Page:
The best example of the psychological malfeasance of Obama is the Iraq war. In June of 2008, while campaigning, he stated that on day one of his presidency he would immediately begin the withdrawal of troops from Iraq, and ship them instead to the good war in Afghanistan. Somehow, it is more acceptable to capture civilians and torture them for bad intelligence that then leads to more arrests and more torture in Afghanistan, than to perform the same practices in Iraq. But the goal of beginning the removal of troops immediately was, after the election, immediately subverted by Barack Obama. An immediate withdrawl of troops became an 18-month drawdown, with now no end in sight.
If this is the case, what was the net effect of taking a position and then changing it? With this practice, the public gets the false impression that things are changing, that their opinion is valued and that their trust is sacred. In the current age, it is of central importance for most Americans to not feel offended. Perceived offense is taken as seriously as physical harm. With this mindset, all persons who lead guarded lives of safety feel just as at risk as those who are living from day to day, week to week, month to month, year to year, in an economy that keeps people permanently displaced, on the move from job to job. An economy that sees 22% of American children grow up in poverty. An economy that is seeing record foreclosures, massive unemployment, evaporating wages for the poor and coming epic inflation. In such an environment, ownership becomes rentership, and interpersonal trust becomes a matter of commerce.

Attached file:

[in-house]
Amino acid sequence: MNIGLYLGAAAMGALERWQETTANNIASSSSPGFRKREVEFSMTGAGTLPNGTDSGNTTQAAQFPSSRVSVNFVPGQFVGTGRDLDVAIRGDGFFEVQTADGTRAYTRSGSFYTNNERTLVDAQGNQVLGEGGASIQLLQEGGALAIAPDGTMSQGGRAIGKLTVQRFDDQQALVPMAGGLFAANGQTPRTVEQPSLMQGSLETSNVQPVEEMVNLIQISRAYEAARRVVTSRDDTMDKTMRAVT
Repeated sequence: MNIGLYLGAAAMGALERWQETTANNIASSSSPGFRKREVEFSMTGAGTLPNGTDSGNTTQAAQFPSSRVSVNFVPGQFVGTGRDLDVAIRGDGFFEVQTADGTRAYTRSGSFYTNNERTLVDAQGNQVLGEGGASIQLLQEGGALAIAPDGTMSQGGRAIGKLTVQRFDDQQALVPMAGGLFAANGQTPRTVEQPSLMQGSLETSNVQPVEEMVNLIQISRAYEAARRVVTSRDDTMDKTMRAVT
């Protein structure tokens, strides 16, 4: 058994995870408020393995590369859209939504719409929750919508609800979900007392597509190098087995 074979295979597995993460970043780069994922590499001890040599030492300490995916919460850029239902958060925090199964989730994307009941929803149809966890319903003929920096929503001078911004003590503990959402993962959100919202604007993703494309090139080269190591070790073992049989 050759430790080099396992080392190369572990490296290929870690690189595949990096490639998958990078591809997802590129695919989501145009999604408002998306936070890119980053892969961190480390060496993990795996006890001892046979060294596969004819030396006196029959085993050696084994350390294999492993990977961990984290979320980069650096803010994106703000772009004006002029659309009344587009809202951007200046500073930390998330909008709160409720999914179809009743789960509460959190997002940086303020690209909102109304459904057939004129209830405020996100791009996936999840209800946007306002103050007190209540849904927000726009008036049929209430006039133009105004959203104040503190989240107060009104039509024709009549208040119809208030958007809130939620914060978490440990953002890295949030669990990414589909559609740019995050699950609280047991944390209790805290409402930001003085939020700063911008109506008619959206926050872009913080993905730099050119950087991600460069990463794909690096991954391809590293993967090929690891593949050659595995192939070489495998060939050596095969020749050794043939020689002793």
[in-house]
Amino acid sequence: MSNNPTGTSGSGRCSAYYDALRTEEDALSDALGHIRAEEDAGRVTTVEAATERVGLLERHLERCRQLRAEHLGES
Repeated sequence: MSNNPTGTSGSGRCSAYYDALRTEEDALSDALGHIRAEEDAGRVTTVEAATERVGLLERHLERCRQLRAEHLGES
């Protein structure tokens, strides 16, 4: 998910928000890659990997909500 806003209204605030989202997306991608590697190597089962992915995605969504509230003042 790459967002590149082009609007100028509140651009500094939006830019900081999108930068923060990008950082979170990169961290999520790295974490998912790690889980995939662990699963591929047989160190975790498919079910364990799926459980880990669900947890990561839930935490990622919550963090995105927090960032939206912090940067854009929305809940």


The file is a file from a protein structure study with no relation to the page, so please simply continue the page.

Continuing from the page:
The nation wanted universal, single-payer healthcare, and at first Barack Obama claimed he would provide it. But demanding a new plan was not a priority for him, the goal of universal coverage is being kicked further down the road to a place where no one actually believes it will be picked up. There is a word for all of this, deceit.